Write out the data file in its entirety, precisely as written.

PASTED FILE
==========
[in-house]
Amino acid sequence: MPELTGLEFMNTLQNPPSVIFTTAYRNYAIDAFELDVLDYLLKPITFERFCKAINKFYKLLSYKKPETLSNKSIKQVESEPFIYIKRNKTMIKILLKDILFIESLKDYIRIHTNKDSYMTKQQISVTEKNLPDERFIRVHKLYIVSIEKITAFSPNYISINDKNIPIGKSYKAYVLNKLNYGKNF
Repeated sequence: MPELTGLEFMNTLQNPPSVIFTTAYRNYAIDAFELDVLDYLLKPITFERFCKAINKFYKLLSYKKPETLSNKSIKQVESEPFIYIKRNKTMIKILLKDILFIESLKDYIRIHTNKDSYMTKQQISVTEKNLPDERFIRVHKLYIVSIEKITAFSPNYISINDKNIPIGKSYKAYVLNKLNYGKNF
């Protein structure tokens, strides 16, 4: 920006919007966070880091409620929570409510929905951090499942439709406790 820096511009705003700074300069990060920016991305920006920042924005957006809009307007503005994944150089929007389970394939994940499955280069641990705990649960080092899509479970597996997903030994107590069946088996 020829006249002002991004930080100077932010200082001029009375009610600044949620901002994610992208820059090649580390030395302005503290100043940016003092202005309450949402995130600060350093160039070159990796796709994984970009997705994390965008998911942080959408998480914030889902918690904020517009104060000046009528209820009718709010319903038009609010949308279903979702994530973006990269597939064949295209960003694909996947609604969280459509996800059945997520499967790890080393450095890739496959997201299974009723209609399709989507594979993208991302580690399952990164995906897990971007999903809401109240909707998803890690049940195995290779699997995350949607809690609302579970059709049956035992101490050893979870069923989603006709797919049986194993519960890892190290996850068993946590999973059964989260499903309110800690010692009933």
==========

[in-house]
Amino acid sequence: MPELTGLEFMNTLQNPPSVIFTTAYRNYAIDAFELDVLDYLLKPITFERFCKAINKFYKLLSYKKPETLSNKSIKQVESEPFIYIKRNKTMIKILLKDILFIESLKDYIRIHTNKDSYMTKQQISVTEKNLPDERFIRVHKLYIVSIEKITAFSPNYISINDKNIPIGKSYKAYVLNKLNYGKNF
Repeated sequence: MPELTGLEFMNTLQNPPSVIFTTAYRNYAIDAFELDVLDYLLKPITFERFCKAINKFYKLLSYKKPETLSNKSIKQVESEPFIYIKRNKTMIKILLKDILFIESLKDYIRIHTNKDSYMTKQQISVTEKNLPDERFIRVHKLYIVSIEKITAFSPNYISINDKNIPIGKSYKAYVLNKLNYGKNF
């Protein structure tokens, strides 16, 4: 920006919007966070880091409620929570409510929905951090499942439709406790 820096511009705003700074300069990060920016991305920006920042924005957006809009307007503005994944150089929007389970394939994940499955280069641990705990649960080092899509479970597996997903030994107590069946088996 020829006249002002991004930080100077932010200082001029009375009610600044949620901002994610992208820059090649580390030395302005503290100043940016003092202005309450949402995130600060350093160039070159990796796709994984970009997705994390965008998911942080959408998480914030889902918690904020517009104060000046009528209820009718709010319903038009609010949308279903979702994530973006990269597939064949295209960003694909996947609604969280459509996800059945997520499967790890080393450095890739496959997201299974009723209609399709989507594979993208991302580690399952990164995906897990971007999903809401109240909707998803890690049940195995290779699997995350949607809690609302579970059709049956035992101490050893979870069923989603006709797919049986194993519960890892190290996850068993946590999973059964989260499903309110800690010692009933």